Wise, Stephen S. (Stephen Samuel), 1874-1949
- Existence: 18740317 - 19490419
Found in 40 Collections and/or Records:
The Industrial Removal Office was created as part of the Jewish Agricultural Society to assimilate immigrants into American society, both economically and culturally. It worked to employ all Jewish immigrants. The collection contains administrative and financial records, immigrants' removal records, and correspondence. A database has been constructed to search for persons removed by the Industrial Removal Office.
This collection consists of meeting minutes and printed ephemera connected with the proposal to encourage American Jews (particularly businessmen) to observe the Sabbath.
Consists of a diary (92 pages) kept by Richard J.H. Gottheil, September 28, 1897-March 21, 1899, containing notations relating to his Zionist activities, the Jewish Religious School Union (organized ca. 1897), the Jewish encyclopedia and Helpful Thoughts, a Jewish monthly for children of which he was co-editor, and to his correspondence and association with Stephen S. Wise, Bernard C. Ehrenreich, Henry Pereira Mendes and Julia Richman. Also contains a manuscript notebook of poems transcribed by his wife, Emma L. Gottheil, and a manuscript copy of the Book of Job.
This collection contains the personal and professional papers of Shad Polier, including legal files from cases with which Polier was involved, particularly those concerning adoptions and civil liberties, articles and speeches by Polier, correspondence, and materials from several of the organizations with which Polier was affiliated, including the American Jewish Congress, the World Jewish Congress and the NAACP. These materials reflect his widespread participation with the civil liberties movement, equal rights and anti-discrimination law.
Family papers of the American Sephardic Solis and Cohen families, composed of materials created through circa. 19860, through to the 1930s, with some additional materials prior to and after the time period. Contains correspondence, diaries, journals, medical papers, and eulogies of the family; materials relating to Zionist and Jewish organizations in the United States and abroad; genealogical research and correspondence of several famous Jewish personas; and artifacts, art work and other ephemera.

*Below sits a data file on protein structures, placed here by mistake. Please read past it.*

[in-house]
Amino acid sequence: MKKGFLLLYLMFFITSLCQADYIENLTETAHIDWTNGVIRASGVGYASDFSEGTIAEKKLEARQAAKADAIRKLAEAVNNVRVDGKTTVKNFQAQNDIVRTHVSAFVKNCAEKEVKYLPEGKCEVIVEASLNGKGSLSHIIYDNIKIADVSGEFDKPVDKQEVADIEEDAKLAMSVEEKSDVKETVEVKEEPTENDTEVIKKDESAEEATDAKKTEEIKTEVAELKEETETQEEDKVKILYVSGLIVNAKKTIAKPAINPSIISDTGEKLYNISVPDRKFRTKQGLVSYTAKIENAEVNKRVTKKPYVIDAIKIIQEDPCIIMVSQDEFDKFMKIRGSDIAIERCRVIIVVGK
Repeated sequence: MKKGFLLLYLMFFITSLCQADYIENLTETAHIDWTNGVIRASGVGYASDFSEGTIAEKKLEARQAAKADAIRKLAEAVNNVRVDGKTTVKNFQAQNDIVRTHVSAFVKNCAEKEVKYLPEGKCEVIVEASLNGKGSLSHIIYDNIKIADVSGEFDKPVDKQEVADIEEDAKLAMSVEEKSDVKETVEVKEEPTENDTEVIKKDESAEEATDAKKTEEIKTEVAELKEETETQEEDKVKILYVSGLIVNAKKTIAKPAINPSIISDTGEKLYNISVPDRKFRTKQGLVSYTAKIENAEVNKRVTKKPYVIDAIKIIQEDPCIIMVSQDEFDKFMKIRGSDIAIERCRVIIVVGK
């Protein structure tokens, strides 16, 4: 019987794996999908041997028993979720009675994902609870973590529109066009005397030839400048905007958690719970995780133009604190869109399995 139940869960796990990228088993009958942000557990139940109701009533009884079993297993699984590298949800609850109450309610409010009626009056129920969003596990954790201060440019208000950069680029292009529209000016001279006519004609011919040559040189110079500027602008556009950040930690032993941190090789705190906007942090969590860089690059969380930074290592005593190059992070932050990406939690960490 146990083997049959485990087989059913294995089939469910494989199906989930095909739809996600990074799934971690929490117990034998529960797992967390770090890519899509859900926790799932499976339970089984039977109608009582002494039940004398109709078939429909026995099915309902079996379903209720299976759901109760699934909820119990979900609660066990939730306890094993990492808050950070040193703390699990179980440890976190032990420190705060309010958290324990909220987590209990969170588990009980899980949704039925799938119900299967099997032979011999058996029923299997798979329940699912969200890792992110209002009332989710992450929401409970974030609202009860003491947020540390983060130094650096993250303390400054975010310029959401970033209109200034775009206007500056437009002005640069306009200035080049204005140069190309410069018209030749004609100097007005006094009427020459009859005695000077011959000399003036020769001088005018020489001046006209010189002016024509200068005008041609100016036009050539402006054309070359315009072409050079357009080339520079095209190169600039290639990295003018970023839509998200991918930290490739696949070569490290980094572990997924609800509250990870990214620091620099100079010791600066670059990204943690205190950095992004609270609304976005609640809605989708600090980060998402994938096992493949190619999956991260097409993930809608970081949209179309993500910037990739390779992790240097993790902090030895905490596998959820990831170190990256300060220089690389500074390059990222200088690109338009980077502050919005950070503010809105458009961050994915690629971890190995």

The Stefan Zweig-Siegmund Warburg Correspondence comprises an ample exchange of letters between the Austrian author Stefan Zweig and the German banker Siegmund Warburg. While their central topics are contemporary social and political developments, Zweig's perception of the various countries he travelled as well as their personal relationship can be glimpsed.
The collection has been arranged according to the following broad subject areas: personal affairs; speeches, sermons, and articles, both manuscript and published; the Free Synagogue in New York City; the Jewish Institute of Religion; American Jewish affairs; relations between the Jewish and non-Jewish communities; New York City affairs; United States affairs; the press (both Jewish and non-Jewish); world affairs; the American Jewish Congress and World Jewish Congress; refugees; Zionism; Palestine and Israel; arts and letters; and individual corrspondence of a general nature.
General correspondence relating mainly to Tygel's activities in Polish Jewish fraternal organizations. Letters from Hayim Greenberg, Yizhak Grunbaum, George Medalie, Baruch Vladeck, Stephen Wise. Correspondence and other materials relating to the Hayim Solomon Monument Committee, 1925-1931. Tygel's published and unpublished articles.
The material in this record group was culled from Hadassah's Central Files in Israel in the early 1980s to document Hadassah's role in Zionist history. Originally formed from a Zionist women's study group, the first Hadassah chapter in New York had a strong relationship with the Zionist Organization of America (ZOA; then known as the Federation of American Zionists). The material in this record group documents Hadassah's relationship to the ZOA and to other Zionist organizations in the United States, Europe, and Palestine/Israel, particularly in the years leading up to Israeli statehood in 1948. Other subjects addressed in this record group include the founding of Hadassah; World War II, particularly relating to Jewish emigration and refugees; the founding of the United Nations and the debate over recognition of a Jewish state; the partition of Palestine; and Arab-Jewish relations. Included are articles, clippings, convention resolutions, correspondence, diary extracts, memorandums, minutes, press releases, printed ephemera, publications, reports, and speeches.